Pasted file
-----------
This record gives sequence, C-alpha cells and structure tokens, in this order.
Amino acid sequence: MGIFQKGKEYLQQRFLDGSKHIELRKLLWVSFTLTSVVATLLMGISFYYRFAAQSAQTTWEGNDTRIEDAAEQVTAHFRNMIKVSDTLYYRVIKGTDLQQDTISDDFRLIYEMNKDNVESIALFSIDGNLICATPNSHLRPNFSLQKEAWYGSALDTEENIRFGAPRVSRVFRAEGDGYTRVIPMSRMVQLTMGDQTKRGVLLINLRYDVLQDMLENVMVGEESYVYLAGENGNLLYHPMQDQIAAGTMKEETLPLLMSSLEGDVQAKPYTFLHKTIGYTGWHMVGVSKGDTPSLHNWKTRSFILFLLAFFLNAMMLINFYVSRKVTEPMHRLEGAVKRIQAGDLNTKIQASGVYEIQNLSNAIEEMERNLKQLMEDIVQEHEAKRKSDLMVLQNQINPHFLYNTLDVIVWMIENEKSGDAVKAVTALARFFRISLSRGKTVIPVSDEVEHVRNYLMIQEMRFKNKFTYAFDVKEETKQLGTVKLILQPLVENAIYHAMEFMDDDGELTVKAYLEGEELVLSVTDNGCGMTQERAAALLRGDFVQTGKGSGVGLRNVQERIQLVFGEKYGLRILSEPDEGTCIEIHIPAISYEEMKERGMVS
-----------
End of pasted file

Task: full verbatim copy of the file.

This record gives sequence, C-alpha cells and structure tokens, in this order.
Amino acid sequence: MGIFQKGKEYLQQRFLDGSKHIELRKLLWVSFTLTSVVATLLMGISFYYRFAAQSAQTTWEGNDTRIEDAAEQVTAHFRNMIKVSDTLYYRVIKGTDLQQDTISDDFRLIYEMNKDNVESIALFSIDGNLICATPNSHLRPNFSLQKEAWYGSALDTEENIRFGAPRVSRVFRAEGDGYTRVIPMSRMVQLTMGDQTKRGVLLINLRYDVLQDMLENVMVGEESYVYLAGENGNLLYHPMQDQIAAGTMKEETLPLLMSSLEGDVQAKPYTFLHKTIGYTGWHMVGVSKGDTPSLHNWKTRSFILFLLAFFLNAMMLINFYVSRKVTEPMHRLEGAVKRIQAGDLNTKIQASGVYEIQNLSNAIEEMERNLKQLMEDIVQEHEAKRKSDLMVLQNQINPHFLYNTLDVIVWMIENEKSGDAVKAVTALARFFRISLSRGKTVIPVSDEVEHVRNYLMIQEMRFKNKFTYAFDVKEETKQLGTVKLILQPLVENAIYHAMEFMDDDGELTVKAYLEGEELVLSVTDNGCGMTQERAAALLRGDFVQTGKGSGVGLRNVQERIQLVFGEKYGLRILSEPDEGTCIEIHIPAISYEEMKERGMVS